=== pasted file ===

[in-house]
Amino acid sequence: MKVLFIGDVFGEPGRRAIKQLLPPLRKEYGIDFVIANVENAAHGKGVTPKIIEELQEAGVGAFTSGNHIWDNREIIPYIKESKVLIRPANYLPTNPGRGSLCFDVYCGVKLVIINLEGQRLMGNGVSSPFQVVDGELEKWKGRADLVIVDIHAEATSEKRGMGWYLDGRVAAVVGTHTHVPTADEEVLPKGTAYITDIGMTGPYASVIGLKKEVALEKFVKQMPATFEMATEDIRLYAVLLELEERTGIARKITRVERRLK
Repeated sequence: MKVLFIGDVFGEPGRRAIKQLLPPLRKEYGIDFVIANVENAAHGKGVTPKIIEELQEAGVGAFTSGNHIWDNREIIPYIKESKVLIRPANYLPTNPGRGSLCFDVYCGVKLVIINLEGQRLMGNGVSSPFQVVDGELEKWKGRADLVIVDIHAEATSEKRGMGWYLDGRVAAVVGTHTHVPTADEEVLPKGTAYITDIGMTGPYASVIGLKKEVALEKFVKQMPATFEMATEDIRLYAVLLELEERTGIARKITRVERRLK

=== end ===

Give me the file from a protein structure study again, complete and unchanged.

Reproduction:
[in-house]
Amino acid sequence: MKVLFIGDVFGEPGRRAIKQLLPPLRKEYGIDFVIANVENAAHGKGVTPKIIEELQEAGVGAFTSGNHIWDNREIIPYIKESKVLIRPANYLPTNPGRGSLCFDVYCGVKLVIINLEGQRLMGNGVSSPFQVVDGELEKWKGRADLVIVDIHAEATSEKRGMGWYLDGRVAAVVGTHTHVPTADEEVLPKGTAYITDIGMTGPYASVIGLKKEVALEKFVKQMPATFEMATEDIRLYAVLLELEERTGIARKITRVERRLK
Repeated sequence: MKVLFIGDVFGEPGRRAIKQLLPPLRKEYGIDFVIANVENAAHGKGVTPKIIEELQEAGVGAFTSGNHIWDNREIIPYIKESKVLIRPANYLPTNPGRGSLCFDVYCGVKLVIINLEGQRLMGNGVSSPFQVVDGELEKWKGRADLVIVDIHAEATSEKRGMGWYLDGRVAAVVGTHTHVPTADEEVLPKGTAYITDIGMTGPYASVIGLKKEVALEKFVKQMPATFEMATEDIRLYAVLLELEERTGIARKITRVERRLK